|US GAAP vs IFRS |
For decades the US financial market has stuck to accounting rules known as the Generally Accepted Accounting Principles, commonly abbreviated as U.S. ...view middle of the document...
The actual differences in the accounting treatment between the two frameworks depend on specific circumstances.
The IFRS literature that addresses consolidation consists of International Accounting Standard (IAS) 27, Consolidated and Separate Financial Statements, and SIC 12, Consolidation – Special Purpose Entities (AICPA).
The perception of IAS 27 centers on a principles-based definition of control. At its core, control is the power to govern the financial and operating policies of an entity so as to obtain benefits from its activities. In a nutshell, IAS 27 is a list of indicators accompanied by some guidance whose purpose is to explain how that core principle of control should be applied in practice (A Pocket Comparison).
U.S. GAAP related to consolidation is primarily found in Accounting Research Bulletin No. 51, Consolidated Financial Statements, FASB Statement No. 94, Consolidation of all Majority-Owned Subsidiaries, FASB Statement No. 160, Non-controlling Interests in Consolidated Financial Statements, and FASB Interpretation (FIN) No. 46(R), Consolidation of Variable Interest Entities. In addition to the more traditional majority-of-voting-rights consolidation model, FIN 46 has introduced the variable interest model, which incorporates the concept of qualified special-purpose entities, which do not exist under IFRS. This concept, combined with a more rules-based approach of U.S. GAAP, can result in different consolidation conclusions, particularly when special purpose entities or other complex arrangements are involved. FIN 46(R) is currently under revision, and its approach may move away from a quantitative analysis to a more qualitative and principles-based analysis (FASB).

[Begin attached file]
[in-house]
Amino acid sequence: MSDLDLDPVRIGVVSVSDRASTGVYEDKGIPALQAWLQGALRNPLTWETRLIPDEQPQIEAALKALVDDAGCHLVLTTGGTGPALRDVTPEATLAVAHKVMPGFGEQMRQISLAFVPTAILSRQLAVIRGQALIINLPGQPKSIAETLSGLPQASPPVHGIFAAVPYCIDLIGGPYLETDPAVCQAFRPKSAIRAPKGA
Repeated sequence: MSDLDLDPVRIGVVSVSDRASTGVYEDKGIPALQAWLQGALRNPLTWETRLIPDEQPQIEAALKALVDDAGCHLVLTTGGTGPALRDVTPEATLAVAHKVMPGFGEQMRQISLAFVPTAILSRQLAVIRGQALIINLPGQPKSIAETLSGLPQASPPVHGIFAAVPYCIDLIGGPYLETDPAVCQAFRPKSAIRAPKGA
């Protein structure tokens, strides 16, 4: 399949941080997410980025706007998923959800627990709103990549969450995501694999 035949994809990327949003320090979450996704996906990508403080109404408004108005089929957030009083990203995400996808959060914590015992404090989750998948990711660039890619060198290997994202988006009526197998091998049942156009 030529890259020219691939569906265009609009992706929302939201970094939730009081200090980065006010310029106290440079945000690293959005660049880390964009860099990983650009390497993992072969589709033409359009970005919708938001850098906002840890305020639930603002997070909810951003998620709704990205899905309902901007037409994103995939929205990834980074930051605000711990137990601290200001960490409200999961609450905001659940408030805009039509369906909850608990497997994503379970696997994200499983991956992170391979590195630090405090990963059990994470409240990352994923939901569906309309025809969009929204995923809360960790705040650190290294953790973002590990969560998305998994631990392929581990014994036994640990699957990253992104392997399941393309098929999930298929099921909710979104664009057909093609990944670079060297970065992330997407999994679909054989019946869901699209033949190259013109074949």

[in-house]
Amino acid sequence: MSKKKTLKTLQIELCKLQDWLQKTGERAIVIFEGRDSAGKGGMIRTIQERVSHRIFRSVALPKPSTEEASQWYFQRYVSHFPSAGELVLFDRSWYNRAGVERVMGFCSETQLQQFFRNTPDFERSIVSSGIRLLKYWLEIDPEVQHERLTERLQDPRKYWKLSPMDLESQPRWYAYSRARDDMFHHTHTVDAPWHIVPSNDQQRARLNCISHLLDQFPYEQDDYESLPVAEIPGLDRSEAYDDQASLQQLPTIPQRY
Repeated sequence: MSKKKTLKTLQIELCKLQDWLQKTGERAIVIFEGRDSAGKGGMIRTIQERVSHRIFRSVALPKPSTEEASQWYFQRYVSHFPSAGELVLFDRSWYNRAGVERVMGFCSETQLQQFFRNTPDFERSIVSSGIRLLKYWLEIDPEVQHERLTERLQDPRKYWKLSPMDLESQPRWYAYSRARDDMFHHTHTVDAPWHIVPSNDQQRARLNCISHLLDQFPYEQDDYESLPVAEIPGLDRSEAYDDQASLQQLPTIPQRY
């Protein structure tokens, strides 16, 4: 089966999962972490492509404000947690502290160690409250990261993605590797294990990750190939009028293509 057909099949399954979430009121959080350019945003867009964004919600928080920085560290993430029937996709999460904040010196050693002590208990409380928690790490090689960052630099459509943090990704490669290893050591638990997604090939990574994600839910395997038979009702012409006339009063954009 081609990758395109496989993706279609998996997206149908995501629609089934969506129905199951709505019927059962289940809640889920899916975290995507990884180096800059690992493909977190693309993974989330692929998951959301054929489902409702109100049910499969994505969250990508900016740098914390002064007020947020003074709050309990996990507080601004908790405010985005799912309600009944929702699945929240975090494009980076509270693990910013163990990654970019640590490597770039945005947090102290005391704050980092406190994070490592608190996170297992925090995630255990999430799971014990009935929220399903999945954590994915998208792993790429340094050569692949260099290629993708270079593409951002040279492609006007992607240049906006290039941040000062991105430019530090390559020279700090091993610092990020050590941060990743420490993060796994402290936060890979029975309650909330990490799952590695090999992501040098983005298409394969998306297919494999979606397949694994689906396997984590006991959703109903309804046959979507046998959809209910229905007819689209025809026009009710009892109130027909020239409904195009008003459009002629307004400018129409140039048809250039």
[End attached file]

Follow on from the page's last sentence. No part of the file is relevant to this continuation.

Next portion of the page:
The concept of control is viewed differently by the two frameworks. Some of the major differences include that U.S. GAAP does not have a reference to de facto control as does IFRS. There also is a difference in how potential voting rights are used to assess control. U.S. GAAP includes specific exemptions for certain investment companies that are allowed to carry their investment at fair value. Under IFRS, if control is ascertained according to the core principle, line-by-line consolidation must be undertaken (A Pocket Comparison).
On top of the concept of control, the next few paragraphs will show some specific differences between consolidation procedures of GAAP and IFRS. Fair value is used for majority interest’s share, and minority interest is reported at pre-acquisition book value under GAAP. In comparison for IFRS, assets and liabilities are recorded at fair value, including minority interest’s share as well.
Under GAAP, deferred tax recognized only after date of acquisition is used to offset goodwill, then offset intangible assets, and finally to offset tax expense. Subsequent creation of allowance for tax assets are recognized in acquisition transactions effected via a charge to tax expense. IFRS states deferred tax...